Civil War Medical Collections 

 

Direct links to all medical & Civil War collections on this site                         

American Surgical Sets:

Pre-Civil War:  1 | 2  -   Post-Civil War:  3  -  Civil War 1861-1865:  4 | 5 | 6 | 7 | 8   INDEX

Medical Text-Books:

1 | 1a | 2 | 2a | 3 | 3a | 4 | 4a | 5 | 5a | 6 | 7 | 8 | 9 | 9a | 10 | 11 | 12    INDEX

Surgeon General's Office Library printed catalogues: 1840 | 1864 | 1865
Medical Lecture Cards: 1 | 2 | 34 | 5 | 6 | 7 | 8 | 9 | 10 | 11 | 12 | 13 | 14 | 15 | 16 | 17 | 18 | 19 | 20 | 21    INDEX

Medical Faculty and Authors:

INDEX

Navy Surgeon Exams:

1863 Navy Surgeon Applicant Exams with Biographies   INDEX ONE | INDEX TWO

Surgeon CDVs, Images:

Army: 1 | 2 | 3 | 4 | 5 | 6 | 7 | 8    INDEX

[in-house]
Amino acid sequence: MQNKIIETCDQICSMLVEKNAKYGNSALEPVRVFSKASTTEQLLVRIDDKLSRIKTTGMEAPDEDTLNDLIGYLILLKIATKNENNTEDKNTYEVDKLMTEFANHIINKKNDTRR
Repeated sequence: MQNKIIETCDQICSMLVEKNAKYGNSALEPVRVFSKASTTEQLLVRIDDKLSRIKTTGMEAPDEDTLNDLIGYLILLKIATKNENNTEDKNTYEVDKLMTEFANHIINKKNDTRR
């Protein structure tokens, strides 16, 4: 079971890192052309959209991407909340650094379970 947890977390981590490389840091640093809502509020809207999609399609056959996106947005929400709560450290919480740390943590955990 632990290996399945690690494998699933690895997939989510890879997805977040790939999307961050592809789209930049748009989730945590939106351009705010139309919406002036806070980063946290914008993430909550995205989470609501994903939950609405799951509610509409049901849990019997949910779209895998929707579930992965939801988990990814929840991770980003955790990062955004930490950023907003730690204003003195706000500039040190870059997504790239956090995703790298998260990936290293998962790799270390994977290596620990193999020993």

Navy: 1 | 2 | 3 | 4 | 5 | 6 | 7 | 8   

Hosp Dep't Bottles, Tins, 

U.S. Army Pannier:

1 | 2 | 3 | 4 | 5 | 6

American Civil War Medicine & Surgical Antiques

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Please note: information on this site may not be normally referenced as this is an active and long-term educational research project.  Personal notes may not be properly cited for publication.  Various articles are digitally reproduced under the 'fair-use act' of the copyright laws and are intended for educational purposes only.  Many citations are from Google digital 'books' and can be traced backwards via a search of a unique string in the citation.

 

 Arbittier Museum of Medical History Tour:   1 | 2 | 3

 

Last update: Monday, December 12, 2016